September 22, 2015

Today's agenda

Today's agenda

  • Review App Ex from last time
    • Recap modeling terminology and interpretations
  • Recoding variables
    • So you can make them more meaningful and use them in your analysis
  • Transformations
    • So you actually fit linear models to linear relationships
  • Due Thursday:
    • App Ex 4
    • Reading (you'll receive an email with the link after class)

Prepping the data

Load packages + Paris Paintings data

Load packages:

library(ggplot2)
library(dplyr)
library(stringr)

Load data:

pp <- read.csv("paris_paintings.csv", stringsAsFactors = FALSE) %>%
  tbl_df()

Recoding variables

Fixing price

  • We did this already!

  • Overwrite existing variable price:

pp <- pp %>%
  mutate(price = as.numeric(str_replace(price, ",", "")))

Shapes of paintings

pp %>%
  group_by(Shape) %>%
  summarise(count = n()) %>%
  arrange()
## Source: local data frame [9 x 2]
## 
##       Shape count
## 1              36
## 2 miniature    10
## 3   octagon     1
## 4   octogon     1
## 5      oval    28
## 6     ovale    24
## 7     ronde     5
## 8     round    69
## 9  squ_rect  3219

Recode scheme

original new change
NA yes
miniature miniature no
octagon octagon no
octogon octogon yes
oval oval no
ovale oval yes
squ_rect squ_rect no
ronde round yes
round round no

ifelse() function

Usage

ifelse(test, yes, no)

Arguments

test - an object which can be coerced to logical mode.
yes - return values for true elements of test.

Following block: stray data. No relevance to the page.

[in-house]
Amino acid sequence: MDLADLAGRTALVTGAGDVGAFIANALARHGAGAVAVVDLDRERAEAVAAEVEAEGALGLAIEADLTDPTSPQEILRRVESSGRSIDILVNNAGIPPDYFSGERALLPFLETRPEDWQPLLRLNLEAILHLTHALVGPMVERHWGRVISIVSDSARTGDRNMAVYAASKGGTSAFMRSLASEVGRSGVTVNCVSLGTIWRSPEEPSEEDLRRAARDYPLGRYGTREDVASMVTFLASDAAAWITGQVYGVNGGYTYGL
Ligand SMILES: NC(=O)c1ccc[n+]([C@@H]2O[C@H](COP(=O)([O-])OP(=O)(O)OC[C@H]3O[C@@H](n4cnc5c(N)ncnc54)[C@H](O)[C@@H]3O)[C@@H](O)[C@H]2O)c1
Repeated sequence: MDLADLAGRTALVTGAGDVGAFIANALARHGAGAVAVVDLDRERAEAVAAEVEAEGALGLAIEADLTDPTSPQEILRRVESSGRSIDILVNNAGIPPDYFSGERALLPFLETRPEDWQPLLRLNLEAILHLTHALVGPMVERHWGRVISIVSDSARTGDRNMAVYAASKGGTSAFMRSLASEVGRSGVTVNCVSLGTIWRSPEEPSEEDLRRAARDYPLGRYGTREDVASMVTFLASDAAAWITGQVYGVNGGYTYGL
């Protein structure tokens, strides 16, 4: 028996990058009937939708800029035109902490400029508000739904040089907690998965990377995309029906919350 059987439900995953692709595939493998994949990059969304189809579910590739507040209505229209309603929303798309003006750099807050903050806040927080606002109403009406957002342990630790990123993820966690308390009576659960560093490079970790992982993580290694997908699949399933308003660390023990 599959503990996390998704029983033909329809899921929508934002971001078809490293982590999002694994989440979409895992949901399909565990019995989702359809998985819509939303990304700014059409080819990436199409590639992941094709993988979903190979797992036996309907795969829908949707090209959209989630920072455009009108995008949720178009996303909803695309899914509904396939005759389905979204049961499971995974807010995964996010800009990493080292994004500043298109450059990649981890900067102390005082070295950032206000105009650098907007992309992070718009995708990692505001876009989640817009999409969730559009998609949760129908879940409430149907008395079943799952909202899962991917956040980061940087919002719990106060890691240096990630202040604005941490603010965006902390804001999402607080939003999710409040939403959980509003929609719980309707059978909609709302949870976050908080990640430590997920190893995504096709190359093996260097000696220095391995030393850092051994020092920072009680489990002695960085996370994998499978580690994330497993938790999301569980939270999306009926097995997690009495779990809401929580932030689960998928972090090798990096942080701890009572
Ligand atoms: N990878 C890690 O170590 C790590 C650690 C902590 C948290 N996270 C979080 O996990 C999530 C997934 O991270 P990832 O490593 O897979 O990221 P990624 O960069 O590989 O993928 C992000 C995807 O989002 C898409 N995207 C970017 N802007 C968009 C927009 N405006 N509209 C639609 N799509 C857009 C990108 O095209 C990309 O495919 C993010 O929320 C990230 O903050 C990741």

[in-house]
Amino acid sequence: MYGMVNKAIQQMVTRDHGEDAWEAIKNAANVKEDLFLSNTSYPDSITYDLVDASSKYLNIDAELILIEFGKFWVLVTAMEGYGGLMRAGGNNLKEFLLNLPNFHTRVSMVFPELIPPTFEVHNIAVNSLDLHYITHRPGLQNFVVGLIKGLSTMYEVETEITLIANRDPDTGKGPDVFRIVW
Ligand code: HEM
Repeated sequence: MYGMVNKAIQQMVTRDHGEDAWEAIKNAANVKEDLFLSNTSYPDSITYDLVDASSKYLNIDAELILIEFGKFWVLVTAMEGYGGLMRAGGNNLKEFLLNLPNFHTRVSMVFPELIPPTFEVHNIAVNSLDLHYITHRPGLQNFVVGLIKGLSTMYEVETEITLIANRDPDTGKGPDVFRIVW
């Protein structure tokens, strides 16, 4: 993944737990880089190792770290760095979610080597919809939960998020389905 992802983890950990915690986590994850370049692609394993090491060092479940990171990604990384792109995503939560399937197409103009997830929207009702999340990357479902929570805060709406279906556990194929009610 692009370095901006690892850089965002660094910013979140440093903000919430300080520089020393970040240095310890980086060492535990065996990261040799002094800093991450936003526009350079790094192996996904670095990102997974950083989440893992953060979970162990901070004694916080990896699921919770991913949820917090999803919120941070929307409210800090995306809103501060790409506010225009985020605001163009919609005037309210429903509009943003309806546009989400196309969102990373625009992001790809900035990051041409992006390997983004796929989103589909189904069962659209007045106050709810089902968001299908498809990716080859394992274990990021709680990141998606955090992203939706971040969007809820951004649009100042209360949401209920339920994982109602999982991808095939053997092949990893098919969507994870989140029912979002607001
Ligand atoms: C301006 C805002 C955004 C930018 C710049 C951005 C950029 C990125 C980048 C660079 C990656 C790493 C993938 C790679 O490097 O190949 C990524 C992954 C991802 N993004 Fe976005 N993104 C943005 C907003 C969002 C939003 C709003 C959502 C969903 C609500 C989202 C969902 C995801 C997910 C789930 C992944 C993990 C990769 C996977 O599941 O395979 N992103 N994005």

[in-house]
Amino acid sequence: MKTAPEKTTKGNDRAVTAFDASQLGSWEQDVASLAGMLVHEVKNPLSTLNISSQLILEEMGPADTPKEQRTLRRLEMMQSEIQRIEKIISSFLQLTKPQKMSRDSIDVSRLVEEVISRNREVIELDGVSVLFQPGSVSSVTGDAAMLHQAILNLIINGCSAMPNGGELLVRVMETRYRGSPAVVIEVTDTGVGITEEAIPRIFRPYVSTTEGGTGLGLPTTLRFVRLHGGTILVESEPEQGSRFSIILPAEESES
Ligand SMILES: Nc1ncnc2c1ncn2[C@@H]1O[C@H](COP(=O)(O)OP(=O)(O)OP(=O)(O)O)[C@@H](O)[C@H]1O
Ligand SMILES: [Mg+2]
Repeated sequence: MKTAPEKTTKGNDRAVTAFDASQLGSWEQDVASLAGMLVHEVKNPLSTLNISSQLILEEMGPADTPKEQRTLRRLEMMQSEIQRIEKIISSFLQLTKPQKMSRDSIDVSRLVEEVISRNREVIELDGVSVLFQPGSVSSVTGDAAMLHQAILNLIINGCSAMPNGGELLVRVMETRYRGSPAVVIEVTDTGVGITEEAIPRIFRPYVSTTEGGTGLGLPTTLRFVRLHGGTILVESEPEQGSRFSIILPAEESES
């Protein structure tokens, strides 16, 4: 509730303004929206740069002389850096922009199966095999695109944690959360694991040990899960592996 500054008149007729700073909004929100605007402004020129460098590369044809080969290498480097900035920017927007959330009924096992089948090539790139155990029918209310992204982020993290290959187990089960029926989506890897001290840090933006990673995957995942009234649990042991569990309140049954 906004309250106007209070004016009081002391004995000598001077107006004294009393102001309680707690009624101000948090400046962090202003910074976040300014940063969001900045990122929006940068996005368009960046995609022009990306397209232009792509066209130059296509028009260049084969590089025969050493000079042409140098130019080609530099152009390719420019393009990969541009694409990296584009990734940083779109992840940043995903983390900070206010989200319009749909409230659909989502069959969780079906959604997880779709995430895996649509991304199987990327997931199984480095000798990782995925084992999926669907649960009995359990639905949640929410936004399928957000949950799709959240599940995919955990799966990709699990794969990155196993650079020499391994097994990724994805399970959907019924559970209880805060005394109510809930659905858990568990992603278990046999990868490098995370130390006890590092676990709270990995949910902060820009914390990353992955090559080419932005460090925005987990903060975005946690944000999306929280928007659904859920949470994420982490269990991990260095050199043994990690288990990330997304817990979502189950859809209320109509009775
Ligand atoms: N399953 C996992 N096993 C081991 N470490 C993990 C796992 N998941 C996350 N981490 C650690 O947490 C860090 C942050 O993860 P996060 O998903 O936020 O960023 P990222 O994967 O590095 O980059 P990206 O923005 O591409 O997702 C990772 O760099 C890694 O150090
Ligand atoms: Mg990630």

no - return values for false elements of test.

  • You can nest many ifelse statetements.

  • See ?ifelse for more details (just like any other function).

Recoding shape of painting

Create new variable shape_recode:

pp <- pp %>%
  mutate(shape_recode = ifelse(Shape == "", NA,
                               ifelse(Shape == "ovale", "oval",
                                      ifelse(Shape == "ronde", "round",
                                             ifelse(Shape == "octogon", "octagon", Shape)))))

Check before you move on!

pp %>%
  group_by(shape_recode, Shape) %>%
  summarise(count = n()) %>%
  arrange(shape_recode)
## Source: local data frame [9 x 3]
## Groups: shape_recode
## 
##   shape_recode     Shape count
## 1    miniature miniature    10
## 2      octagon   octagon     1
## 3      octagon   octogon     1
## 4         oval      oval    28
## 5         oval     ovale    24
## 6        round     ronde     5
## 7        round     round    69
## 8     squ_rect  squ_rect  3219
## 9           NA              36

Converting numerical variables to categorical

  • If nfigures == 0 \(\rightarrow\) fig_mention = no figures
  • If nfigures >= 1 \(\rightarrow\) fig_mention = some figures
# recode
pp <- pp %>%
  mutate(fig_mention = ifelse(nfigures == 0, "no figures", "some figures"))
  
# check
pp %>%
  group_by(fig_mention, nfigures) %>%
  summarise(n())
## Source: local data frame [46 x 3]
## Groups: fig_mention
## 
##     fig_mention nfigures  n()
## 1    no figures        0 3181
## 2  some figures        2    6
## 3  some figures        3   10
## 4  some figures        4   18
## 5  some figures        5   16
## 6  some figures        6    4
## 7  some figures        7   11
## 8  some figures        8   11
## 9  some figures        9   17
## 10 some figures       10    8
## ..          ...      ...  ...

Recoding, kicked up a notch…

Let's tackle the mat variable:

pp %>% 
  group_by(mat) %>% 
  summarise(n())
## Source: local data frame [21 x 2]
## 
##    mat n()
## 1      169
## 2    a   2
## 3   al   1
## 4   ar   1
## 5    b 886
## 6   br   7
## 7    c 312
## 8   ca   3
## 9   co   6
## 10   e   1
## .. ... ...

mat explanation new categories mat explanation new categories
a silver metal h oil technique uncertain
al alabaster stone m marble stone